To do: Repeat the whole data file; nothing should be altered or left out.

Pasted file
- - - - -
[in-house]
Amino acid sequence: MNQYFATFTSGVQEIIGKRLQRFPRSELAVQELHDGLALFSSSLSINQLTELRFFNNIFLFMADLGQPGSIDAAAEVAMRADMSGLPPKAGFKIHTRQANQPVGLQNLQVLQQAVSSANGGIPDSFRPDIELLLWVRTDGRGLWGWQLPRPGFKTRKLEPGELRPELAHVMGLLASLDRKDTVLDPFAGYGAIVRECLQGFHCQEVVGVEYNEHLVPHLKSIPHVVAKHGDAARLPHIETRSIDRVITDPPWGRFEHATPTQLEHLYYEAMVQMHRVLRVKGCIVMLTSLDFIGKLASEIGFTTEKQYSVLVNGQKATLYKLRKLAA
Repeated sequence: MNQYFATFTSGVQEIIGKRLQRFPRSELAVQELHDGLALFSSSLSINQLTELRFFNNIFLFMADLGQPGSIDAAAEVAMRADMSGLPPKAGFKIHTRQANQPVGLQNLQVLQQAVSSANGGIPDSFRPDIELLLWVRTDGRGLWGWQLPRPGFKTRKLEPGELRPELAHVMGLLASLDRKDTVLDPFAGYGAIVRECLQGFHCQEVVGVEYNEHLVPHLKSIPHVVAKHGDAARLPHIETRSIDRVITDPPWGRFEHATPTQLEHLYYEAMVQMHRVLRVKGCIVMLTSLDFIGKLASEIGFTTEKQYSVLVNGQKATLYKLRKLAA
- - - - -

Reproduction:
[in-house]
Amino acid sequence: MNQYFATFTSGVQEIIGKRLQRFPRSELAVQELHDGLALFSSSLSINQLTELRFFNNIFLFMADLGQPGSIDAAAEVAMRADMSGLPPKAGFKIHTRQANQPVGLQNLQVLQQAVSSANGGIPDSFRPDIELLLWVRTDGRGLWGWQLPRPGFKTRKLEPGELRPELAHVMGLLASLDRKDTVLDPFAGYGAIVRECLQGFHCQEVVGVEYNEHLVPHLKSIPHVVAKHGDAARLPHIETRSIDRVITDPPWGRFEHATPTQLEHLYYEAMVQMHRVLRVKGCIVMLTSLDFIGKLASEIGFTTEKQYSVLVNGQKATLYKLRKLAA
Repeated sequence: MNQYFATFTSGVQEIIGKRLQRFPRSELAVQELHDGLALFSSSLSINQLTELRFFNNIFLFMADLGQPGSIDAAAEVAMRADMSGLPPKAGFKIHTRQANQPVGLQNLQVLQQAVSSANGGIPDSFRPDIELLLWVRTDGRGLWGWQLPRPGFKTRKLEPGELRPELAHVMGLLASLDRKDTVLDPFAGYGAIVRECLQGFHCQEVVGVEYNEHLVPHLKSIPHVVAKHGDAARLPHIETRSIDRVITDPPWGRFEHATPTQLEHLYYEAMVQMHRVLRVKGCIVMLTSLDFIGKLASEIGFTTEKQYSVLVNGQKATLYKLRKLAA